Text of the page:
Web accessibility for the disabled makes sense for a number of key social and economic reasons:
1. Web accessibility is something we all want and need. According the National Council on Disability, about 25 percent of people will acquire a disability at some point in their lives—yet when polled, only 2 percent of Americans think it will ever happen to them. The point here is Web accessibility is something we all will want and need—at the very least, we will have a family member who will want and need it...Web accessibility will benefit all of us, particularly in mobile (think screen readers, natural-language voice tools like Siri, closed captioning, etc.). Web accessibility, developers say, is a form of innovation that helps to drive development. It also attracts new customers and offers employers the chance to consider disabled workers in their hiring decisions.And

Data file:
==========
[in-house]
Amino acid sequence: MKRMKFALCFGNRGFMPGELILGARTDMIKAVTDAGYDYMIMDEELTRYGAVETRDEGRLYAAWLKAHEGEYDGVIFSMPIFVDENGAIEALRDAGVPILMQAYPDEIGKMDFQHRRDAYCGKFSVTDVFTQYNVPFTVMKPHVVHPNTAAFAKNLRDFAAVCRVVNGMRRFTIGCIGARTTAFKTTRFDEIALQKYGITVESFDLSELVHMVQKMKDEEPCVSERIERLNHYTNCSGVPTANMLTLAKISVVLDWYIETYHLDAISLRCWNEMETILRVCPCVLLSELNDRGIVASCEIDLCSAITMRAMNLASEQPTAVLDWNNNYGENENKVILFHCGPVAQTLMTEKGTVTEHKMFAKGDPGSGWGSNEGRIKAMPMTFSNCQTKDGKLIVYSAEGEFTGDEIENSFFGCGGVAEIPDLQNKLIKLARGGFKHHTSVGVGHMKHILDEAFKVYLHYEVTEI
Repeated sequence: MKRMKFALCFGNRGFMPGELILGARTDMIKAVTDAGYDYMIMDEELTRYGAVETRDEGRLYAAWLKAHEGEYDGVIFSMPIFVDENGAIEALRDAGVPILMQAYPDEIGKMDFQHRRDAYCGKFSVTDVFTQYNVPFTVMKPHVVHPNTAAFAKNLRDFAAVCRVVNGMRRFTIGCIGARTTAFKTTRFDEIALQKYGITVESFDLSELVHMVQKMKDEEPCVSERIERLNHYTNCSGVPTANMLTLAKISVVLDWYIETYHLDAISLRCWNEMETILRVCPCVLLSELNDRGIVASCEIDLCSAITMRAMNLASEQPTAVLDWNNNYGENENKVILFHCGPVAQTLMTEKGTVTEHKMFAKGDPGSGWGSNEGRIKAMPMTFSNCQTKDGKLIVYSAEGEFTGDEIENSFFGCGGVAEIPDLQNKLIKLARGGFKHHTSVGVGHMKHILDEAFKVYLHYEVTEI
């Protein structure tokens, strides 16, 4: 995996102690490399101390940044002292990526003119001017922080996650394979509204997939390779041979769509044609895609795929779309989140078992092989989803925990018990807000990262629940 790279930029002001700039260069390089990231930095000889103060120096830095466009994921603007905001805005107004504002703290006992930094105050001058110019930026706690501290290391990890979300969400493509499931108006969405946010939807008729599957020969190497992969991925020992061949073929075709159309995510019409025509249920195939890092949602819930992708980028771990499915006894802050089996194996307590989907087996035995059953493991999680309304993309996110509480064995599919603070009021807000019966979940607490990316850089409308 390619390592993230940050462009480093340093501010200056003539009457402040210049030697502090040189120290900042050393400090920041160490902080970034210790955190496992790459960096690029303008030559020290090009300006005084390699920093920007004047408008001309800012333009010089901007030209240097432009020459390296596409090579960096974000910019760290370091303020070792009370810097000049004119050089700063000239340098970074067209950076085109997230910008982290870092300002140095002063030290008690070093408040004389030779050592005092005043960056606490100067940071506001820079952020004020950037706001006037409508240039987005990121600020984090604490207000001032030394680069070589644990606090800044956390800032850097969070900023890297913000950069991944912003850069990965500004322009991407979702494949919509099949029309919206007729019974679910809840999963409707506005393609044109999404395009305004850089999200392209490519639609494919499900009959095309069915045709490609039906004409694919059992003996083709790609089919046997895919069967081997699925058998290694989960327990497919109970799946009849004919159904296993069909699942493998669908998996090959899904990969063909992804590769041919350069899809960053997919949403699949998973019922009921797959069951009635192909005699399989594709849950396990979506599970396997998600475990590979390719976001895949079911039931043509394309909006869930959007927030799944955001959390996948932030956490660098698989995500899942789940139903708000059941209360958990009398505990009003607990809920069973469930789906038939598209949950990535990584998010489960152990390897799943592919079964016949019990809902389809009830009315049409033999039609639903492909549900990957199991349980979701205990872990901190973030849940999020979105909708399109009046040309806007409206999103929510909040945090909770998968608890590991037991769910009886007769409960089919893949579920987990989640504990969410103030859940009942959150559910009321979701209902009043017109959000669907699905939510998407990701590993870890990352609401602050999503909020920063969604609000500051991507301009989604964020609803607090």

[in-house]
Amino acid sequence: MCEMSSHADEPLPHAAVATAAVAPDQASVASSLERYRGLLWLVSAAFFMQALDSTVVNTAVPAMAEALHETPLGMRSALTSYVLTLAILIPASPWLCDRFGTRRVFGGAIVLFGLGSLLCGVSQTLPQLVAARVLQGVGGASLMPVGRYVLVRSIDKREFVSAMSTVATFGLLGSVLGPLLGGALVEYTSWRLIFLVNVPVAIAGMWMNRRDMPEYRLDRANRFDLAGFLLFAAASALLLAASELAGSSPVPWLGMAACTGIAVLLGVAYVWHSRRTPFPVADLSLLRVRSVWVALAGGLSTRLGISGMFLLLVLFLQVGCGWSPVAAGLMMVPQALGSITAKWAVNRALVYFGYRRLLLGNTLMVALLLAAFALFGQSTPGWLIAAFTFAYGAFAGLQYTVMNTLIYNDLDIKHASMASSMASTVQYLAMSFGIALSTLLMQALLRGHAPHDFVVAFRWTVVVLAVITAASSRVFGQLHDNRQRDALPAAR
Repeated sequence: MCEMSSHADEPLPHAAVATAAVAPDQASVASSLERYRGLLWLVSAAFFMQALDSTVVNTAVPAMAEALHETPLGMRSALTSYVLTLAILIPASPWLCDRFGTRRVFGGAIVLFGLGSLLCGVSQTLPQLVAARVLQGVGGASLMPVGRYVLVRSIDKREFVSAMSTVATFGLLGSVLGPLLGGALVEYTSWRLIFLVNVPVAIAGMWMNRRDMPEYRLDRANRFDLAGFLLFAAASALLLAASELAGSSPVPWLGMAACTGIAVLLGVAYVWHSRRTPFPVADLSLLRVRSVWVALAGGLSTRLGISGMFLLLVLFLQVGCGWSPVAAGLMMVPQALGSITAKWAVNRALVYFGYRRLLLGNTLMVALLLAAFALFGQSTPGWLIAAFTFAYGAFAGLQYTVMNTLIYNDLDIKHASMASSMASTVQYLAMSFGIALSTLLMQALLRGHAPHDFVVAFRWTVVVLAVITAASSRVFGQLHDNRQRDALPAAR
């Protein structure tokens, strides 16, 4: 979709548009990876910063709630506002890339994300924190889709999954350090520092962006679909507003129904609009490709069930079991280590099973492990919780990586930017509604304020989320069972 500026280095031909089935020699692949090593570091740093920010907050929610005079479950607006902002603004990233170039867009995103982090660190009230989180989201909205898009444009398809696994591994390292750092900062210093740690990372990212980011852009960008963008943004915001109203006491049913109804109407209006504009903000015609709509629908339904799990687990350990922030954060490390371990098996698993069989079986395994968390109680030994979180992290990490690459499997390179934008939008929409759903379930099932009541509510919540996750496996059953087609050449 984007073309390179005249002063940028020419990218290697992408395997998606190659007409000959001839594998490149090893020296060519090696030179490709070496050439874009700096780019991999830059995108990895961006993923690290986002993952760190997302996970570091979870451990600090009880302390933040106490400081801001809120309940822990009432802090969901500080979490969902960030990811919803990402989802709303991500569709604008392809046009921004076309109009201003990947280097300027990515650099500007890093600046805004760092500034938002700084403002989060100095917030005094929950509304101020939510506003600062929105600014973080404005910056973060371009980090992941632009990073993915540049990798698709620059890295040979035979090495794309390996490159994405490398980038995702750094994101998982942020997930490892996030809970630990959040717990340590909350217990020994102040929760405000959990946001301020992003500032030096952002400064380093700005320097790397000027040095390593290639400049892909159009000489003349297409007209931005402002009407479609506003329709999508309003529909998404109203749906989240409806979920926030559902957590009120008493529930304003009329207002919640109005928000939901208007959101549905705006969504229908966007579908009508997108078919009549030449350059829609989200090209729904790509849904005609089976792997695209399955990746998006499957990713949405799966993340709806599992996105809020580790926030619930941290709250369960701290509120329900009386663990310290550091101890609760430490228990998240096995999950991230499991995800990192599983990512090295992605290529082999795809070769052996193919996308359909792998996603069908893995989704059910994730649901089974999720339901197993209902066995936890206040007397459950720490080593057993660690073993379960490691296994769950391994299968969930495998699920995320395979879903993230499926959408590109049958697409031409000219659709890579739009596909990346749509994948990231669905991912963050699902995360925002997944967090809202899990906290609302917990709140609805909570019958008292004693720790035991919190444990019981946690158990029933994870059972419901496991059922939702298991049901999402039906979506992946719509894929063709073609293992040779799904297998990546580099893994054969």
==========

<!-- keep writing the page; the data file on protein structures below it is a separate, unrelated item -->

3. We’re missing a hugely important voice in society. When we don’t include disabled communities in arguments about health care, the economy, parenting, and more, we miss important viewpoints. In addition, disability activists are mobilizing online in ways that weren’t always previously possible, and they are talking to one another across disabilities and on platforms that need accessible standards to do that. We need to support that communication across and among disability groups with accessible standards.We can do this. And it needs not to be up to individual writers (though simple things like picture description is up to me, and to you, and to each of us), but built into the infrastructure.